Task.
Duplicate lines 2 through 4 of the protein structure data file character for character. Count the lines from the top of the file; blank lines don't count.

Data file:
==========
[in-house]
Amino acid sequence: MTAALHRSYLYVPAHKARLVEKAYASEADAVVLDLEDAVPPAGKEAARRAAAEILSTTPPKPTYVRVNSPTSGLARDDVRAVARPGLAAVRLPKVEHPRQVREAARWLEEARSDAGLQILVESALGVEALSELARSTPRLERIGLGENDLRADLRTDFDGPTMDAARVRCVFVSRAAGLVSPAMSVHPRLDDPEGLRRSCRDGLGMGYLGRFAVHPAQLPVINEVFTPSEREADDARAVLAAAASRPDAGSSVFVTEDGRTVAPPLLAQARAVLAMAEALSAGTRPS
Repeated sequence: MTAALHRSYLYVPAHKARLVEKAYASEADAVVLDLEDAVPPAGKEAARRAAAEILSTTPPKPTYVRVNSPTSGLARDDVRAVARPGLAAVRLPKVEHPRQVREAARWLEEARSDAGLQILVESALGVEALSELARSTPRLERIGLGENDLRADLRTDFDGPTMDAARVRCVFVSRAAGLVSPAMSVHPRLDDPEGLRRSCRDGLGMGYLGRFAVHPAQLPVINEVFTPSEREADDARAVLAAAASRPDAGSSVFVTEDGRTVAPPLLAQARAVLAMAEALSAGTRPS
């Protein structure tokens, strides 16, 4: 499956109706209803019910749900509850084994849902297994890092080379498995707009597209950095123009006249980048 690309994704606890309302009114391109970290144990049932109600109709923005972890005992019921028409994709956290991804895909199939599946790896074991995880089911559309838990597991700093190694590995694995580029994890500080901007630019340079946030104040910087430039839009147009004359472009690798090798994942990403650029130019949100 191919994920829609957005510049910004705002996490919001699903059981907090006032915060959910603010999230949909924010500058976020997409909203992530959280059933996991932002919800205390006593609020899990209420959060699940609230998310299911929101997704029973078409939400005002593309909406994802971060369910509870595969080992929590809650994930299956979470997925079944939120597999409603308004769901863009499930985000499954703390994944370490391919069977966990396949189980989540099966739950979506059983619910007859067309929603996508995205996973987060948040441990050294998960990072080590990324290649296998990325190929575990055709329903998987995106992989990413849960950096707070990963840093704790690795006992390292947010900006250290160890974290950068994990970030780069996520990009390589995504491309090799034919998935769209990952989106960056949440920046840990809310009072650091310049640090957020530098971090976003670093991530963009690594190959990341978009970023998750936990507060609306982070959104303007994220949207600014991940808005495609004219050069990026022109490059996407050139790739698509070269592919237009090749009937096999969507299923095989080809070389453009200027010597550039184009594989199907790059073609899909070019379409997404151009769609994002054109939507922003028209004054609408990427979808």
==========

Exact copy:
Amino acid sequence: MTAALHRSYLYVPAHKARLVEKAYASEADAVVLDLEDAVPPAGKEAARRAAAEILSTTPPKPTYVRVNSPTSGLARDDVRAVARPGLAAVRLPKVEHPRQVREAARWLEEARSDAGLQILVESALGVEALSELARSTPRLERIGLGENDLRADLRTDFDGPTMDAARVRCVFVSRAAGLVSPAMSVHPRLDDPEGLRRSCRDGLGMGYLGRFAVHPAQLPVINEVFTPSEREADDARAVLAAAASRPDAGSSVFVTEDGRTVAPPLLAQARAVLAMAEALSAGTRPS
Repeated sequence: MTAALHRSYLYVPAHKARLVEKAYASEADAVVLDLEDAVPPAGKEAARRAAAEILSTTPPKPTYVRVNSPTSGLARDDVRAVARPGLAAVRLPKVEHPRQVREAARWLEEARSDAGLQILVESALGVEALSELARSTPRLERIGLGENDLRADLRTDFDGPTMDAARVRCVFVSRAAGLVSPAMSVHPRLDDPEGLRRSCRDGLGMGYLGRFAVHPAQLPVINEVFTPSEREADDARAVLAAAASRPDAGSSVFVTEDGRTVAPPLLAQARAVLAMAEALSAGTRPS
């Protein structure tokens, strides 16, 4: 499956109706209803019910749900509850084994849902297994890092080379498995707009597209950095123009006249980048 690309994704606890309302009114391109970290144990049932109600109709923005972890005992019921028409994709956290991804895909199939599946790896074991995880089911559309838990597991700093190694590995694995580029994890500080901007630019340079946030104040910087430039839009147009004359472009690798090798994942990403650029130019949100 191919994920829609957005510049910004705002996490919001699903059981907090006032915060959910603010999230949909924010500058976020997409909203992530959280059933996991932002919800205390006593609020899990209420959060699940609230998310299911929101997704029973078409939400005002593309909406994802971060369910509870595969080992929590809650994930299956979470997925079944939120597999409603308004769901863009499930985000499954703390994944370490391919069977966990396949189980989540099966739950979506059983619910007859067309929603996508995205996973987060948040441990050294998960990072080590990324290649296998990325190929575990055709329903998987995106992989990413849960950096707070990963840093704790690795006992390292947010900006250290160890974290950068994990970030780069996520990009390589995504491309090799034919998935769209990952989106960056949440920046840990809310009072650091310049640090957020530098971090976003670093991530963009690594190959990341978009970023998750936990507060609306982070959104303007994220949207600014991940808005495609004219050069990026022109490059996407050139790739698509070269592919237009090749009937096999969507299923095989080809070389453009200027010597550039184009594989199907790059073609899909070019379409997404151009769609994002054109939507922003028209004054609408990427979808």